Writing about the case of Karamjeet Kaur and 700 should-be Canadians was a very unpleasant experience. Worst of all, it seemed as though journalists, immigration lawyers, and academics with expertise in immigration all seemed to accept the narrative that this was a bogus admissions letter issue, and it seemed as though we would be poised to forget about Karamjeet and those other 700 as if their lives were meaningless and worthy of being an afterthought. None of that sat well with me, so I decided to reach out to the few journalists who wrote about Karamjeet’s situation, the lawyer who represented Karamjeet, the appropriate Federal Ministers, Canada’s Federal Court, and Immigration Canada.
This was not a “bogus admissions letter” scandal, it was a national security issue because of how our student visa program was successfully weaponized by a foreign actor (calling himself an “immigration consultant”) to defraud unknowing international students without ever being detected by anyone at Immigration Canada, and only getting discovered years later by our policing agencies. The narrative that was floating around needed to change, and I went after it.
Although I knew that I could have some success with putting forward questions on my own, the reach and power of news agencies is something that I could never replicate, so I decided to reach out to journalists and “Ask them if they might ask…”.
My questions revolved around the circumstances of Karamjeet’s hearing, things I thought were issues of significance and worthy of follow up questions, but that were not showing up in any articles. I made sure to explain my thinking behind these questions with hopes that they might give way to other questions of significance that might get investigated by the journalists.
There were five questions in total. The first question had to do with the importance of having the Minister of Immigration and Citizenship as a respondent since the student visa program was under his portfolio and given that Karamjeet Kaur’s fake letter, which came by the way of an “immigration consultant”, also happened to affect hundreds of other should-be Canadians who relied on that same consultant. The second question built upon the first, focusing on the importance of the judge being able to inquire about the flaws within the student visa program, and potentially making recommendations on improvements. The third question had to do with Immigration Canada’s immigration officer diagnosing Karamjeet’s disability (chronic fatigue syndrome) and how it seemed that the judge was also echoing similar verbiage, all without the testimony of a medical expert. The fourth question focused on pointing out another inappropriate connection made by the judge when stating, “Karamjeet portrayed herself as vulnerable and lacking resources, but that did not seem to be so.” The fifth question was related to the removal of the Minister of Immigration and Citizenship and how that decision by the judge was the reason that Karamjeet was unable to make a claim for an appeal under Immigration and Refuge Protection Act subsection 74 (d).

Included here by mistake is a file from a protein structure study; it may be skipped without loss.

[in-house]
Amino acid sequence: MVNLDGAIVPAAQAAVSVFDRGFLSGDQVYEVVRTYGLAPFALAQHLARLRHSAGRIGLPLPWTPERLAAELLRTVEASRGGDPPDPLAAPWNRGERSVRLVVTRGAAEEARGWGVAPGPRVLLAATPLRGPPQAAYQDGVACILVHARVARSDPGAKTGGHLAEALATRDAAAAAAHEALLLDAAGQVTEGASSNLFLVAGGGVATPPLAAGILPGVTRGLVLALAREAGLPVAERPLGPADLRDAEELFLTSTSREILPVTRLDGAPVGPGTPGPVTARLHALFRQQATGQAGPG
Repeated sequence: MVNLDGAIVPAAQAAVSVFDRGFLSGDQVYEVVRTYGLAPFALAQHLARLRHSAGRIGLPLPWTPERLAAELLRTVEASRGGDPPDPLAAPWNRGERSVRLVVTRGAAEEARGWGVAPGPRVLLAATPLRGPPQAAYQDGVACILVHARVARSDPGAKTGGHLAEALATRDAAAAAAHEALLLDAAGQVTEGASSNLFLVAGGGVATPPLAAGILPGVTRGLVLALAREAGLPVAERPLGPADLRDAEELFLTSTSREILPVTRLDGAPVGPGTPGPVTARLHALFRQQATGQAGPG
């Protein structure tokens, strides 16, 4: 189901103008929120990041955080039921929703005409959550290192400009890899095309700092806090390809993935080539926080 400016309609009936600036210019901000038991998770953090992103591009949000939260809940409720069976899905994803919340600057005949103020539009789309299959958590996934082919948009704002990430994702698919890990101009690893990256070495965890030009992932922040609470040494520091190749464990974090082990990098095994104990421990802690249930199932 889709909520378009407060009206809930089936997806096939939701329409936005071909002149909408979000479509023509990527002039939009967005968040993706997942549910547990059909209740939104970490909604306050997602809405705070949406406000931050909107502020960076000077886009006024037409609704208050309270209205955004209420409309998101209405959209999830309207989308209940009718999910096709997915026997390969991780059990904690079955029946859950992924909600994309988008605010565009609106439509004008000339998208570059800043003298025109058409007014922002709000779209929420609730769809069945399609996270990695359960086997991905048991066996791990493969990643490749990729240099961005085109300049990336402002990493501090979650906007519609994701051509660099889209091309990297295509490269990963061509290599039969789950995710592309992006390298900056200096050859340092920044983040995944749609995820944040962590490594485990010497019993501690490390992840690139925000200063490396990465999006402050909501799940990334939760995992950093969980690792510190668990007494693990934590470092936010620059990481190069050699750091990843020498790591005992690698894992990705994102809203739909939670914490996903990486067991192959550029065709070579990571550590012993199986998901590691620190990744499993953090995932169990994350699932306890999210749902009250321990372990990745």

I did not hear back from any of the journalists.
The questions I put forward for Karamjeet’s lawyer in the trial were similar to the questions that I had put forward for the journalists, but they were more along the lines, “Why did you think these points were not issues worth bringing up?” The response from the lawyer, was only an automated message reading, “I’m way from the office.”
The Federal Ministers
Based on my experience with interacting with Federal Committees, as well as other branches of government, I knew that my message needed to be serious, rooted in facts, but it also had to sound right. The Ministers I decided to reach out to were the Minister of Immigration and Citizenship, the Minister of Public Safety and Emergency Preparedness, and the Minister of Justice—who also happened to be the Attorney General of Canada. Their Ministerial roles are what interconnected them with fate of Karamjeet and those 700 other should-be Canadians.
It was important to change the framing around this situation from a “bogus admissions letter” scandal to a matter of national security because our student visa program was successfully weaponized by a foreign actor (“immigration consultant”) to defraud unknowing international students without ever being detected by anyone at Immigration Canada. Given the severity of this situation, lawyers should not have been omitting this class of information from a judge because it was unfavorable to their side, nor should it be permissible under the law, but it is and there was no mention of the prevalence of this issue or the interconnectedness of these should-be Canadians in the judge’s judgement and reasons.